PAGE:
Learning, Curriculum, and Employability in Higher Education

By Peter Knight; Mantz Yorke | Go to book overview

Chapter 9

The Skills plus project and nursing
Geraldine Lyte
Introduction
This chapter presents some of the continuing educational developments in the School of Nursing, Midwifery and Health Visiting, University of Manchester, arising from the School's involvement in the Skills plus project. The project's key aim has been to build curriculum, learning, teaching and assessment (LTA) practices that enhance students' employability. It might be asked why a School of Nursing should want to become involved in a project to fine-tune curricula, with the purposes of enhancing students' employability, when the professional component of all nursing programmes is designed to prepare students specifically for employment in the healthcare sector. The project was, in fact, timely for nursing because it was initiated at a time when nursing education was considered to be too theoretically driven to prepare its students adequately for the workplace (Glen and Clark, 1999). Our curriculum planning teams felt that the adoption of the USEM framework to support curriculum development would have both professional and academic benefits. For example, by focusing on the development of subject (in our case nursing), research and key transferable skills, all of which the USEM framework embraces, it could contribute to an individual's employability at the point of registration, as recommended by the English Department of Health (DoH, 1999), the United Kingdom Central Council for Nursing, Midwifery and Health Visiting (UKCC, 1999), the Dearing Report (NCIHE, 1997) and the 2003 English White Paper (DfES, 2003). Our Nursing School wanted to use its involvement in the project to evaluate existing LTA practices and undergraduate achievements in preparation for the development of a new programme for 2002.The case raises half a dozen issues of wider interest:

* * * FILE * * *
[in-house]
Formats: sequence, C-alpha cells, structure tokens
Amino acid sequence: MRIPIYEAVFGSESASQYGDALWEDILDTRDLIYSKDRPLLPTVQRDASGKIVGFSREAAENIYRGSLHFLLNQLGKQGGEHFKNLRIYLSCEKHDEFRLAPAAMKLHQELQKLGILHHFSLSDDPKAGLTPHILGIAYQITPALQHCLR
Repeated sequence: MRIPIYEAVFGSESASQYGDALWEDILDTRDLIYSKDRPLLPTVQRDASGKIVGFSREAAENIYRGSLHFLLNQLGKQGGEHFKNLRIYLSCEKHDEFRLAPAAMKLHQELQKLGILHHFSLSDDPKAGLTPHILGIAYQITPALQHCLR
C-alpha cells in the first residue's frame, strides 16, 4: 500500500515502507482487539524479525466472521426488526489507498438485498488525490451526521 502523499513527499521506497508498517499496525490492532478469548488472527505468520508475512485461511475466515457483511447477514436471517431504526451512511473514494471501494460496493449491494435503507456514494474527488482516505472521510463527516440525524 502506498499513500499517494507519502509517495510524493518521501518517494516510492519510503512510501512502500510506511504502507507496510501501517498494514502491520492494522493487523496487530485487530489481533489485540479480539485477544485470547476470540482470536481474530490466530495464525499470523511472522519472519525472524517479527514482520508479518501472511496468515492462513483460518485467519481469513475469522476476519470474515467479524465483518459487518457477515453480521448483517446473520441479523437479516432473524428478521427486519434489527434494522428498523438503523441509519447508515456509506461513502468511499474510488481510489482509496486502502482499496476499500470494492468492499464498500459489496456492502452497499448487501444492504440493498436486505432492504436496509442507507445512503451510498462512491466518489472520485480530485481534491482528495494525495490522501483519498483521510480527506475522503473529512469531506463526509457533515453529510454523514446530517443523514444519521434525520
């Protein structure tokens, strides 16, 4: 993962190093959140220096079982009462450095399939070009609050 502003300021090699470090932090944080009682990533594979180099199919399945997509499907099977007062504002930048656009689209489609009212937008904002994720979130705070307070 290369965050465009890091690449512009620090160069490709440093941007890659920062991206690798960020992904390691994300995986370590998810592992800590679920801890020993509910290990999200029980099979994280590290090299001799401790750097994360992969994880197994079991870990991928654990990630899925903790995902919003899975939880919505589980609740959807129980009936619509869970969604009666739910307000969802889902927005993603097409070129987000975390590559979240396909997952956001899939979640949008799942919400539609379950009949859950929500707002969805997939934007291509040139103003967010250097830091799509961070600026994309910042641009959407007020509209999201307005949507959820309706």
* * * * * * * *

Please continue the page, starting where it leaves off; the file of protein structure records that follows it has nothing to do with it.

• It shows that the USEM account of employability is compatible with the need to educate nurses to high academic and professional standards.
• The account can be applied beneficially to existing practices.
• Incremental change is a feasible strategy for enhancing the contribution that curricula make to employability.
• USEM is a convenient formula for directing attention to the range of achievements that a professional programme needs to consider.

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